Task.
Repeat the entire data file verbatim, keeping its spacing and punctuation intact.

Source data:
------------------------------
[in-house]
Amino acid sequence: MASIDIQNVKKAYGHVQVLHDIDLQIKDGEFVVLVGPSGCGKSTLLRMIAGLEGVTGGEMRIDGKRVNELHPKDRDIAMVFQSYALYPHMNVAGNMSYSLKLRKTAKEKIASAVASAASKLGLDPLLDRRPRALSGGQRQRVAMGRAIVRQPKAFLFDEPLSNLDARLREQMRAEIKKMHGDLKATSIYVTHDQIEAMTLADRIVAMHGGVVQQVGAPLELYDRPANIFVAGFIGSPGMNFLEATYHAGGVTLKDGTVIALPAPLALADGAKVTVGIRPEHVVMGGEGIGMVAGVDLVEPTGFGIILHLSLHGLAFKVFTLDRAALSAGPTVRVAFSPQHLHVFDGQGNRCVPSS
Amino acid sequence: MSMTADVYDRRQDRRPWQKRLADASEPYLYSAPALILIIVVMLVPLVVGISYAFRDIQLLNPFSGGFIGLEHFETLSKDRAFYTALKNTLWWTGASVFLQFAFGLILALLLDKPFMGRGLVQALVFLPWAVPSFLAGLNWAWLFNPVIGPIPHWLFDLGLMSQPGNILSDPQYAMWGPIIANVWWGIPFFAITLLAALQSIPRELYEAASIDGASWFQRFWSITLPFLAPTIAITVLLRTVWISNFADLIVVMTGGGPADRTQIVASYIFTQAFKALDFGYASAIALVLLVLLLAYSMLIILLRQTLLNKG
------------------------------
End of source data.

[in-house]
Amino acid sequence: MASIDIQNVKKAYGHVQVLHDIDLQIKDGEFVVLVGPSGCGKSTLLRMIAGLEGVTGGEMRIDGKRVNELHPKDRDIAMVFQSYALYPHMNVAGNMSYSLKLRKTAKEKIASAVASAASKLGLDPLLDRRPRALSGGQRQRVAMGRAIVRQPKAFLFDEPLSNLDARLREQMRAEIKKMHGDLKATSIYVTHDQIEAMTLADRIVAMHGGVVQQVGAPLELYDRPANIFVAGFIGSPGMNFLEATYHAGGVTLKDGTVIALPAPLALADGAKVTVGIRPEHVVMGGEGIGMVAGVDLVEPTGFGIILHLSLHGLAFKVFTLDRAALSAGPTVRVAFSPQHLHVFDGQGNRCVPSS
Amino acid sequence: MSMTADVYDRRQDRRPWQKRLADASEPYLYSAPALILIIVVMLVPLVVGISYAFRDIQLLNPFSGGFIGLEHFETLSKDRAFYTALKNTLWWTGASVFLQFAFGLILALLLDKPFMGRGLVQALVFLPWAVPSFLAGLNWAWLFNPVIGPIPHWLFDLGLMSQPGNILSDPQYAMWGPIIANVWWGIPFFAITLLAALQSIPRELYEAASIDGASWFQRFWSITLPFLAPTIAITVLLRTVWISNFADLIVVMTGGGPADRTQIVASYIFTQAFKALDFGYASAIALVLLVLLLAYSMLIILLRQTLLNKG